The ingredients must be finely ground and mixed evenly. This mostly happens in a powder mill . The mixture is then pressed and dried into cakes , which in turn are ground and either granulated or left as flour powder . In the case of graining, which was already known in the 15th century, the powder is moistened and then formed into spheres while moving. This prevents segregation of the components and the burning rate can be regulated within certain limits via the size of the beads. In addition, when moistened, saltpetre and sulfur penetrate the micropores of the carbon particles. The finished powder is still dried and can then be filled and packaged.

German black powder mills are available in Harzgerode (Sachsen-Anhalt) and Dörntener district Cunegonde the town of Liebenburg (Niedersachsen).

Chemical reaction

Burning black powder creates carbon dioxide , carbon monoxide , potassium carbonate , potassium sulfite , nitrogen and fine dust . It is an incomplete combustion. The following reaction equation is simplified and depends on the percentage composition of the black powder. The residual moisture and the oxygen, hydrogen and ash content in the charcoal were not taken into account.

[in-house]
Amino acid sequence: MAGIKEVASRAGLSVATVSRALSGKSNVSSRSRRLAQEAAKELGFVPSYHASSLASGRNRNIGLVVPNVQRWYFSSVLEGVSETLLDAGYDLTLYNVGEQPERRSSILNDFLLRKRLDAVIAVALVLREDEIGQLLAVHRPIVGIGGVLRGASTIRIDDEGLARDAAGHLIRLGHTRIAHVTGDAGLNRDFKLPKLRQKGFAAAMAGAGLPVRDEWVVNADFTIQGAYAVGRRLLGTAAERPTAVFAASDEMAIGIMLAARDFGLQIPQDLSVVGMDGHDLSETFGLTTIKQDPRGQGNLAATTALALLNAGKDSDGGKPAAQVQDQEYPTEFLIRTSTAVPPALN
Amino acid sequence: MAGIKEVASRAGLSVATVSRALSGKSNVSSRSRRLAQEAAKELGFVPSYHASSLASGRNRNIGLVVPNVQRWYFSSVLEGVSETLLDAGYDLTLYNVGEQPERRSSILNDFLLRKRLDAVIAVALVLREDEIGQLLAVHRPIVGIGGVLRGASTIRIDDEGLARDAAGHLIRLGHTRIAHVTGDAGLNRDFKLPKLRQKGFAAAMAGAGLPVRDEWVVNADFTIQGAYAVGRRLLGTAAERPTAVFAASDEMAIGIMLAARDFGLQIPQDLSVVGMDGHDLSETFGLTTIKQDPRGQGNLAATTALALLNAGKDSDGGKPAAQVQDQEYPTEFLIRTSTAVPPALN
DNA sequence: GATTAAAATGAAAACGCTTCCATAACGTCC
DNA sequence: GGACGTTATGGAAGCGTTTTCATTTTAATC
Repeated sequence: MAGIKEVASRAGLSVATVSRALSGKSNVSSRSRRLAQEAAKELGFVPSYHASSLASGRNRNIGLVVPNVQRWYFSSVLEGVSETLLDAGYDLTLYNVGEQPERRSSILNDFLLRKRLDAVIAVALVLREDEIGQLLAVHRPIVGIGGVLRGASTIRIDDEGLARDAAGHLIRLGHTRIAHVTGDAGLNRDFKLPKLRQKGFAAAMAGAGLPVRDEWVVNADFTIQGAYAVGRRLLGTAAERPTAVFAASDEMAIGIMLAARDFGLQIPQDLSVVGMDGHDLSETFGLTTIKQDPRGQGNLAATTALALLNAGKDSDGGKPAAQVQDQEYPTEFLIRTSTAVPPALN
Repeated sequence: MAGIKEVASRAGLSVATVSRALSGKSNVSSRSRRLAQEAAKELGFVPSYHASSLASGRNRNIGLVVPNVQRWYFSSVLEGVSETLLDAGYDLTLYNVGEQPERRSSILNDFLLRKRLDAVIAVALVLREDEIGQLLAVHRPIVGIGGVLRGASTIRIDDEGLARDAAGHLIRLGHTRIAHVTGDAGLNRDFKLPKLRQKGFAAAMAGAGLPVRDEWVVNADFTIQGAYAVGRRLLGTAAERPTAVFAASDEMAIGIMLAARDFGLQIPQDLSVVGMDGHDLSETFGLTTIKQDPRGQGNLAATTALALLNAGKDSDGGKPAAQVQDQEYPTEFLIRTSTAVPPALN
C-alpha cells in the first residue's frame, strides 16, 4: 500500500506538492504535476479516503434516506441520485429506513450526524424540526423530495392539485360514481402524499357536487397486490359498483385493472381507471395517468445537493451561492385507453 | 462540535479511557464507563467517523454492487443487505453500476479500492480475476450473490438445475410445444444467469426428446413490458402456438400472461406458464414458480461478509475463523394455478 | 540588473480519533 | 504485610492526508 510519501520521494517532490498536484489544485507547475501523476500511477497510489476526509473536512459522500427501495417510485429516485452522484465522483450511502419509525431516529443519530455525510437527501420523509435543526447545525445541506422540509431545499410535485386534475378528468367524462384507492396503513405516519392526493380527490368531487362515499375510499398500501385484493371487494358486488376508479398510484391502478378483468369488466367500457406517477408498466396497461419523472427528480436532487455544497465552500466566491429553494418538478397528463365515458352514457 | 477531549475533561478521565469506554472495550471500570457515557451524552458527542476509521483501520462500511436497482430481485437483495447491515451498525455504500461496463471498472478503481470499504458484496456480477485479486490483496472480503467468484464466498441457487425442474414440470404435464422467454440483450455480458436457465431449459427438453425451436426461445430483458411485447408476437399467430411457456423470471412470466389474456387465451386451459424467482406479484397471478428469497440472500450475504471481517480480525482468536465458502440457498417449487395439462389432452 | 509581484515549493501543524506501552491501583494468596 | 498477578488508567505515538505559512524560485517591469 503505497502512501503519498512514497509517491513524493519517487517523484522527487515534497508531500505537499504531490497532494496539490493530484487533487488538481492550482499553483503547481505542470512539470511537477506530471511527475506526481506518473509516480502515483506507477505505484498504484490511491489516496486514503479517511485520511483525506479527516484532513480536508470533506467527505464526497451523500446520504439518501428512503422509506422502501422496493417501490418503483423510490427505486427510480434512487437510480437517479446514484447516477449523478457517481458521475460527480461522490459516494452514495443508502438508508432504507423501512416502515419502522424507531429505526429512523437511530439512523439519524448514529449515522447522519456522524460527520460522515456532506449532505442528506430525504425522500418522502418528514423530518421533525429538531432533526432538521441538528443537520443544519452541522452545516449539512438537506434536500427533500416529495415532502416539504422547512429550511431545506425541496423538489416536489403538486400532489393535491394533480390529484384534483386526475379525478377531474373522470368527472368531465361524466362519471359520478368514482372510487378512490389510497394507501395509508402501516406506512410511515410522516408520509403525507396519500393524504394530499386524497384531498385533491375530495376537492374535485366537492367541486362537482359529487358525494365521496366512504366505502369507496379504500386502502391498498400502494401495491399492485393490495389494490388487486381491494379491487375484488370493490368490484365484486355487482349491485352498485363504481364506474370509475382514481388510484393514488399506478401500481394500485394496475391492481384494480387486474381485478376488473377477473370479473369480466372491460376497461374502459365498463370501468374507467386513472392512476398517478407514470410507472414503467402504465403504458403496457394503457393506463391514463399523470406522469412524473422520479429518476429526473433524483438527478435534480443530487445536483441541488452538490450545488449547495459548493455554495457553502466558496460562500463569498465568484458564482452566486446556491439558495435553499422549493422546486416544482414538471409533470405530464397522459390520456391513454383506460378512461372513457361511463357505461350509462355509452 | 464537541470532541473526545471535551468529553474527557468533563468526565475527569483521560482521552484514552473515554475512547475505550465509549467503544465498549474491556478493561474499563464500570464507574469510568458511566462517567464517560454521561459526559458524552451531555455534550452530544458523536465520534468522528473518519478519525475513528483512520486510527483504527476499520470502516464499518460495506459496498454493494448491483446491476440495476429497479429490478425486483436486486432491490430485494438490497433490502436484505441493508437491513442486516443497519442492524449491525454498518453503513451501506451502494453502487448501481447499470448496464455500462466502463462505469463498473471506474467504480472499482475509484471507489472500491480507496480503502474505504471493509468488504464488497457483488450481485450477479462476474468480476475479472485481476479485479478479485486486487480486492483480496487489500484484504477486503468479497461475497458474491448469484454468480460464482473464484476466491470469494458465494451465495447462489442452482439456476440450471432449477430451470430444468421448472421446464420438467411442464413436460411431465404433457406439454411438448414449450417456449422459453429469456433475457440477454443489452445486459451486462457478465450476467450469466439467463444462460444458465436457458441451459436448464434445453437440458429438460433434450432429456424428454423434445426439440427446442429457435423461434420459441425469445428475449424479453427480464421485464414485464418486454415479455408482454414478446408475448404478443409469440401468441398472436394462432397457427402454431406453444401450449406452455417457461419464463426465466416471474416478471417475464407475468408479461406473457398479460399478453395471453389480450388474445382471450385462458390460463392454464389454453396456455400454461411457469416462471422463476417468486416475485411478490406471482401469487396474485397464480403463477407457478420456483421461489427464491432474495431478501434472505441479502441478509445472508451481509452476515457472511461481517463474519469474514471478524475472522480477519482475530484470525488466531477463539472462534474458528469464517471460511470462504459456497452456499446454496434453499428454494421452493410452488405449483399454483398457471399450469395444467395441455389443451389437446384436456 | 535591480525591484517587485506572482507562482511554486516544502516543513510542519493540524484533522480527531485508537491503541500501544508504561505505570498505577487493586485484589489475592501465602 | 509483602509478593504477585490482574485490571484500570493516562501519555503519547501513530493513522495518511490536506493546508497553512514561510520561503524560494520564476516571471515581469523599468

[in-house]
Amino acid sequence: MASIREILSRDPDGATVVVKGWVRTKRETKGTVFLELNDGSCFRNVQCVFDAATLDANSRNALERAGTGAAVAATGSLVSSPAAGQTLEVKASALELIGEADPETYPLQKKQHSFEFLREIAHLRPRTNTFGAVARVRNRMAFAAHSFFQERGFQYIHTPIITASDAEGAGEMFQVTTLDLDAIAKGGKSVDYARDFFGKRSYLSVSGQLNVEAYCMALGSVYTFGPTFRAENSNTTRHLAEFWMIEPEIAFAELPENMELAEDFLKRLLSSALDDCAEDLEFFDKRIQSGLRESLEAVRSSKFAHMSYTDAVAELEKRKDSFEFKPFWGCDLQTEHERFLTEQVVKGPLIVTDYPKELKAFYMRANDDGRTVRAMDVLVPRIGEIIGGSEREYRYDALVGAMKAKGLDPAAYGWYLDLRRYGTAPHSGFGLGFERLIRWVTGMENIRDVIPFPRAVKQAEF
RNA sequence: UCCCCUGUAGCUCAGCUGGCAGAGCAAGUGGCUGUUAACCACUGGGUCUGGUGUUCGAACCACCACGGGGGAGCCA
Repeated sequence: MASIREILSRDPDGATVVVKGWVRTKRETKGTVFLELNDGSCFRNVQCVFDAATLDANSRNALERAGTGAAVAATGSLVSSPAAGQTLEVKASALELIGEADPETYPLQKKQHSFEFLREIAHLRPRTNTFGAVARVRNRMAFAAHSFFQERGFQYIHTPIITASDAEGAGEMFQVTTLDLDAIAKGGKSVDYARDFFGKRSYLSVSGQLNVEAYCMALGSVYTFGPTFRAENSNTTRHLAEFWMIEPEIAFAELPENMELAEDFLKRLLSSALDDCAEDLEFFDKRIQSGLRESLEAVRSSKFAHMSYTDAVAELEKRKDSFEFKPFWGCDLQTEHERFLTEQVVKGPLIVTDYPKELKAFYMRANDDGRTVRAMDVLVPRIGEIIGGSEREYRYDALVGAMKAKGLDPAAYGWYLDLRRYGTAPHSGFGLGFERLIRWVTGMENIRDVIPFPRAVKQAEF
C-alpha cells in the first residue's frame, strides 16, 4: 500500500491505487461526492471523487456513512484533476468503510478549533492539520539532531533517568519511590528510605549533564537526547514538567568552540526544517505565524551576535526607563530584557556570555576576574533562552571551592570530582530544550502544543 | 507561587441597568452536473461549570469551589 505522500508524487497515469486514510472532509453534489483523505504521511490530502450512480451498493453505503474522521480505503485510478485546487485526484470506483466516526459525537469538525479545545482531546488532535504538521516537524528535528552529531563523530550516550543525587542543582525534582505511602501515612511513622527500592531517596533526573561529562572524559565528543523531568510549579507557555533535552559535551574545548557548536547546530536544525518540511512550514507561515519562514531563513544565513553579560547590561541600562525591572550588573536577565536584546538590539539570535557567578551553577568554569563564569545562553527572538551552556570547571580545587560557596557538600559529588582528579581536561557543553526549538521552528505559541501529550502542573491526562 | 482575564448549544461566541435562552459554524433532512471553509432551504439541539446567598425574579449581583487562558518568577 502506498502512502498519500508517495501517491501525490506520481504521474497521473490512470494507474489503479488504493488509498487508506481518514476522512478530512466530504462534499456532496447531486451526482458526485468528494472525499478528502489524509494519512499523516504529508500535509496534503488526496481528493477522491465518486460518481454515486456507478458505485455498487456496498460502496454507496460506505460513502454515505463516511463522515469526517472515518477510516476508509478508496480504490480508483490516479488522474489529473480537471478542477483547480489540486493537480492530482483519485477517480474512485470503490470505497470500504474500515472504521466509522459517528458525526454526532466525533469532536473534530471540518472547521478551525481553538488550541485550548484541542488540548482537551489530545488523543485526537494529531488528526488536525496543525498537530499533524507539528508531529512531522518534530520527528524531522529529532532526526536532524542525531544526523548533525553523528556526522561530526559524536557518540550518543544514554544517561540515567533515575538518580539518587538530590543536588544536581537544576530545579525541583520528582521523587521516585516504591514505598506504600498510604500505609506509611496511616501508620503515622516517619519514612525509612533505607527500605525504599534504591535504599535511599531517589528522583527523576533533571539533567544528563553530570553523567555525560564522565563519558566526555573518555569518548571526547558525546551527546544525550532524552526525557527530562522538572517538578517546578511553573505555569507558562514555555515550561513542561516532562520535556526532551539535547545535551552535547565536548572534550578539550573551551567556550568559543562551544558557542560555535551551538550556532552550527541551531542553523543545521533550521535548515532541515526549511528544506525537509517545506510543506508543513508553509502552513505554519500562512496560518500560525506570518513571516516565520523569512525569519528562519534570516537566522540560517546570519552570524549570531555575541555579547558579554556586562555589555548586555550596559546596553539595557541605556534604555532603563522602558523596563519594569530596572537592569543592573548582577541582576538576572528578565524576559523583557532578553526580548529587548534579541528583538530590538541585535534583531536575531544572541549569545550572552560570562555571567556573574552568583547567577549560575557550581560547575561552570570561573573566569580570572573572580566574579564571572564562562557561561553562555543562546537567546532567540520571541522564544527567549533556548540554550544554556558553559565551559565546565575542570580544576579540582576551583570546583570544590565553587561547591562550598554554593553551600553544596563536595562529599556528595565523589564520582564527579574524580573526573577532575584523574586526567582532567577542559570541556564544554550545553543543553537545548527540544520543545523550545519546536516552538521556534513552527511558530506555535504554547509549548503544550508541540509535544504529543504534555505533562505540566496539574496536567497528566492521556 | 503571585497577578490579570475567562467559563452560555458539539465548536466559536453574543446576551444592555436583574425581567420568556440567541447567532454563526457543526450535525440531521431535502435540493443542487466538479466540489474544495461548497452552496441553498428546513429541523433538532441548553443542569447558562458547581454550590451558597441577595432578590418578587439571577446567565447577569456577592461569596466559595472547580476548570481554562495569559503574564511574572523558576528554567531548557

Exploded pipe bomb filled with black powder from an FBI experimental setup
Broken barrel of a muzzle loading pistol, which was shot at with nitrocellulose powder instead of black powder and which could not withstand the increased loads

The mixture burns quickly, but the internal speed of sound is not exceeded, which is why instead of a detonation, one speaks of a deflagration . The combustion produces a temperature of around 2000 ° C.

Black powder deflagrates at a burn rate of 300 to 600 m / s, with the residual moisture, the thoroughness of the grinding and mixing of the components, the size and density of the charge and the grain size playing a major role:

While fine-grained powder was used in handguns in order to achieve acceptable firing performance at all, large-caliber guns had to use correspondingly coarse-grained powder in order to limit the final pressure and thus avoid pipe bursts. For fireworks, an insulation made of cardboard, plastic and the like is used.

The vapor volume (under normal conditions ) is around 337 l / kg, and around 0.58 kg of solid potassium salts are also formed.

The disadvantages of black powder are the rather low power, the strong muzzle flash caused by the flammable gases and the strong smoke development due to the large amounts of solid nitrate salts. For this reason it has been largely supplanted by smokeless gunpowder based on nitrocellulose .